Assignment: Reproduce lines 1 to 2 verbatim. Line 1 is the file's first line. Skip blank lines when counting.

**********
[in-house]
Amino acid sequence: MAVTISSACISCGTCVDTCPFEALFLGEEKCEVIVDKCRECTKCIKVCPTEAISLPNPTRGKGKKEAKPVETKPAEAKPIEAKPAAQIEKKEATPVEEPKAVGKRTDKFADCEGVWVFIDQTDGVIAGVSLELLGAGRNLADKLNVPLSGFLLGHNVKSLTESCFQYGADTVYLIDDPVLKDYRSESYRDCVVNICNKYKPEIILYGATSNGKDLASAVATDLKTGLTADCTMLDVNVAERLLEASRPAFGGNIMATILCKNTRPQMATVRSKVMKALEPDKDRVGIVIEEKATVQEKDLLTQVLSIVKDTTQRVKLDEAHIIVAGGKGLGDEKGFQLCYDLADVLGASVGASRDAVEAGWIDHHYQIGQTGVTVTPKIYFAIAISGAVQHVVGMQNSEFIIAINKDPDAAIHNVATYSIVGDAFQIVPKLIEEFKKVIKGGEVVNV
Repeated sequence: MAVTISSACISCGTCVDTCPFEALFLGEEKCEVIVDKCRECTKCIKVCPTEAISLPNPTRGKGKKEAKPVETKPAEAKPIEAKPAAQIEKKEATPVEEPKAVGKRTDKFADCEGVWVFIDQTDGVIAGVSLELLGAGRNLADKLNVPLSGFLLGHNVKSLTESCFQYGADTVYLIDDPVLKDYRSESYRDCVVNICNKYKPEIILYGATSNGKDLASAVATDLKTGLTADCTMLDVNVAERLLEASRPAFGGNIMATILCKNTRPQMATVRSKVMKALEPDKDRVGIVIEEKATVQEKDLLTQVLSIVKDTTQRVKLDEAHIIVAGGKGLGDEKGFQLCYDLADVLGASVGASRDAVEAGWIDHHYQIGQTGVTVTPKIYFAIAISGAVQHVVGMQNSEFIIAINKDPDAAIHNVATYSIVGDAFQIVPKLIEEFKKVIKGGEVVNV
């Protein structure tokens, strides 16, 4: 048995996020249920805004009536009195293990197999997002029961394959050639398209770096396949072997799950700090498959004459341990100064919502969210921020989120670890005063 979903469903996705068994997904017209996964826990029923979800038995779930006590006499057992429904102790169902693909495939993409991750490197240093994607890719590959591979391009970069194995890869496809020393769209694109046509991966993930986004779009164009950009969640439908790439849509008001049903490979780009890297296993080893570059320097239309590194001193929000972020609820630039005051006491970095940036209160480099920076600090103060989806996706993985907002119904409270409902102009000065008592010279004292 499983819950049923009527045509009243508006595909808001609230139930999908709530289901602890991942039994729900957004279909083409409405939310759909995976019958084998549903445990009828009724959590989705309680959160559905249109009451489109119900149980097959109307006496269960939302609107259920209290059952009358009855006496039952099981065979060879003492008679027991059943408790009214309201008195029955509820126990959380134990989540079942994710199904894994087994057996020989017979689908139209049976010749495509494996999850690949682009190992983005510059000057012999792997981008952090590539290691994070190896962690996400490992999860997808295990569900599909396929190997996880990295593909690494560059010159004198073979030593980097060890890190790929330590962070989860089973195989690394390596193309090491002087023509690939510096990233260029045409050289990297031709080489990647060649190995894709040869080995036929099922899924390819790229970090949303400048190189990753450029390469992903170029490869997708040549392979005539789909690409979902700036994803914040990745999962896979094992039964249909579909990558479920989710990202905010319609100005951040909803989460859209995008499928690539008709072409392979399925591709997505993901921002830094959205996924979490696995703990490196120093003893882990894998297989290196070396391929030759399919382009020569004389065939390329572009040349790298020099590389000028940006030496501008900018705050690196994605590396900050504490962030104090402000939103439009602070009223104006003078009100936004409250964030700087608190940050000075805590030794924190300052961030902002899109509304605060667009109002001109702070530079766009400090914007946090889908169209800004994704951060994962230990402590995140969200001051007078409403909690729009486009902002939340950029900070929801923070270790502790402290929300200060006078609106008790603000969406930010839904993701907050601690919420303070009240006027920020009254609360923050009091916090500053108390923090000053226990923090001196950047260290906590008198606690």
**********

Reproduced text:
[in-house]
Amino acid sequence: MAVTISSACISCGTCVDTCPFEALFLGEEKCEVIVDKCRECTKCIKVCPTEAISLPNPTRGKGKKEAKPVETKPAEAKPIEAKPAAQIEKKEATPVEEPKAVGKRTDKFADCEGVWVFIDQTDGVIAGVSLELLGAGRNLADKLNVPLSGFLLGHNVKSLTESCFQYGADTVYLIDDPVLKDYRSESYRDCVVNICNKYKPEIILYGATSNGKDLASAVATDLKTGLTADCTMLDVNVAERLLEASRPAFGGNIMATILCKNTRPQMATVRSKVMKALEPDKDRVGIVIEEKATVQEKDLLTQVLSIVKDTTQRVKLDEAHIIVAGGKGLGDEKGFQLCYDLADVLGASVGASRDAVEAGWIDHHYQIGQTGVTVTPKIYFAIAISGAVQHVVGMQNSEFIIAINKDPDAAIHNVATYSIVGDAFQIVPKLIEEFKKVIKGGEVVNV